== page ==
4. How balanced do you feel your team is? Is there one position you have an advantage at, and if so, did it come at the expense of weakening another position?
It’s weird because I actually feel my team is pretty balanced, even though I definitely didn’t expect it to play out that way. If my RBs are able to stay healthy (a big if), I believe I have an advantage at the RB position. I went into the draft expecting my WRs to end up looking pretty weak since I predetermined it was the least valuable position based on the scoring settings. However, I feel like I was able to acquire a lot of value at WR that ultimately helped my team end up more balanced than I initially expected.
5. What pick do you feel gave you the most value?
Donte Moncrief in the seventh felt like a huge steal. After I was able to land Russell Wilson and five stud RBs, I definitely didn’t expect to see a guy like Moncrief sitting there. I feel like TDs are vital for WRs in the #SFB480 since their PPR value is essentially nonexistent. Moncrief easily has double-digit TD upside in 2016.
6. Do you have any picks you regret and wish you could do over?
I drafted Jay Ajayi before the Dolphins signed Arian Foster and Eric Ebron before the Lions signed Anquan Boldin. I don’t regret the picks, as I still think both possess league winning upside in the second half of the season if things break in their favor. However, if I had all of the information during the draft, there is definitely a chance I might’ve taken Frank Gore or Giovani Bernard instead of Ajayi and Dwayne Allen or Antonio Gates instead of Eric Ebron.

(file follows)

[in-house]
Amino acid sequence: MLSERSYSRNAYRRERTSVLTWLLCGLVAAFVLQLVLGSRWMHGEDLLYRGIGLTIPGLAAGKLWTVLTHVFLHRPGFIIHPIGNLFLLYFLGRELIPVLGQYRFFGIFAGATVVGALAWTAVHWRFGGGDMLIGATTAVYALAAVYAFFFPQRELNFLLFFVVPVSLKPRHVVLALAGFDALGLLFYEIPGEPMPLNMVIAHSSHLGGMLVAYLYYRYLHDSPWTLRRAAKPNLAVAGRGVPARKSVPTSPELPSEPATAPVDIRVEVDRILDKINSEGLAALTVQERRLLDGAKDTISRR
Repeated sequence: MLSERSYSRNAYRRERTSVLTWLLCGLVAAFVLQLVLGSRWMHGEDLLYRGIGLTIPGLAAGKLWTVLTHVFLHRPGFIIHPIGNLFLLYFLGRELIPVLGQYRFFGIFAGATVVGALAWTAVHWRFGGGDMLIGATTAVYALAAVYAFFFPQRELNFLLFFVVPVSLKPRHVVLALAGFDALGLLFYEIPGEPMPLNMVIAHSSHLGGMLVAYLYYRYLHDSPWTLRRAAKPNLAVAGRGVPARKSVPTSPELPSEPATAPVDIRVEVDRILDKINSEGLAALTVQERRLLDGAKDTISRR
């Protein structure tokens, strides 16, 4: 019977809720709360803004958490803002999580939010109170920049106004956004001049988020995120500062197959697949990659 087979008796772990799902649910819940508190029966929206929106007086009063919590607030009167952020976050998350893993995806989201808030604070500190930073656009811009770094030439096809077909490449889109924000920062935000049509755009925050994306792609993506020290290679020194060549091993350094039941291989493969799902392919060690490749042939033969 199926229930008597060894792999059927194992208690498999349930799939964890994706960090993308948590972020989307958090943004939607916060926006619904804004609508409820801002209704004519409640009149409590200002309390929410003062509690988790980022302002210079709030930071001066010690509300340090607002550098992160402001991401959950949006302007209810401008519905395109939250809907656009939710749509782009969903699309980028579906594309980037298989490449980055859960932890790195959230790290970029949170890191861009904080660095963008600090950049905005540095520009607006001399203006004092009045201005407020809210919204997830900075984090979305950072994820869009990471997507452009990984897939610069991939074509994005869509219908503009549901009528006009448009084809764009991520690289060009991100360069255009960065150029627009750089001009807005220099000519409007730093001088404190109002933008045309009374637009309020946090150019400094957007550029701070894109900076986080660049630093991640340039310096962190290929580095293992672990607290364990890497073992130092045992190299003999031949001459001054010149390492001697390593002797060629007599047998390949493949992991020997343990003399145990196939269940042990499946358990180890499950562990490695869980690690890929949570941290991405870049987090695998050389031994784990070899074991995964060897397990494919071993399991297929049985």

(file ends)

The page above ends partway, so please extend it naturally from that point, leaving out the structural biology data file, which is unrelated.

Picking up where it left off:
7. This is a safe space, vent all you want on this one: What’s your snipe horror story?
Early in the draft I wasn’t getting sniped at all, and it felt amazing. That all changed later on. Buck Allen and Jerick McKinnon both went right before me in the 14th round. McKinnon went literally the pick before me. I love both of those RBs as late round guys that possess league winning upside. I was able to pivot to another guy I believe possesses that upside as well though, in Josh Doctson.
8. Even though the #SFB480 is unique in its scoring and roster settings, did you learn anything during the #SFB480 you can utilize in future drafts?
The #SFB480 was just another reminder how vital it is to know the ins and outs of your league’s scoring settings. That, and how important pre-draft preparation is. Write down who you want to target in each round based on ADP before the draft. It helped me in the #SFB480, as it usually does in every draft. This allows you to use ADP as a guide to know when it’s time to go get your guys.
9. If you have any other thoughts regarding the #SFB480 that my questions didn’t address, go ahead and spill the beans now…
I just want to thank Scott Fish for all the hard work he put in to make this event run smoothly. This being my first year in the #SFB480 and within the fantasy football community in general, I’m not sure I’ve ever had a more fun drafting experience. The #SFB480 clearly brings the community together and that’s what it’s all about. Make sure you donate to the Toys for Tots drive at fantasycares.net if you can spare it. Let’s make sure fantasy football has an impact outside of this fake game that we all can’t get enough of.
You can find Ben on twitter @BenCumminsFF. Also be sure to send thanks Scott Fish’s way @ScottFish24 for putting on such an awesome event and don’t forget to donate to the Toys for Tots drive at fantasycares.net.
Latest posts by Ben Cummins (see all)
- Fantasy Impact of Brandon Marshall Signing on Eli Manning - March 23, 2017
- Divisional Round Contrarian GPP Stacks - January 13, 2017
- Wild Card Weekend Contrarian GPP Stacks - January 6, 2017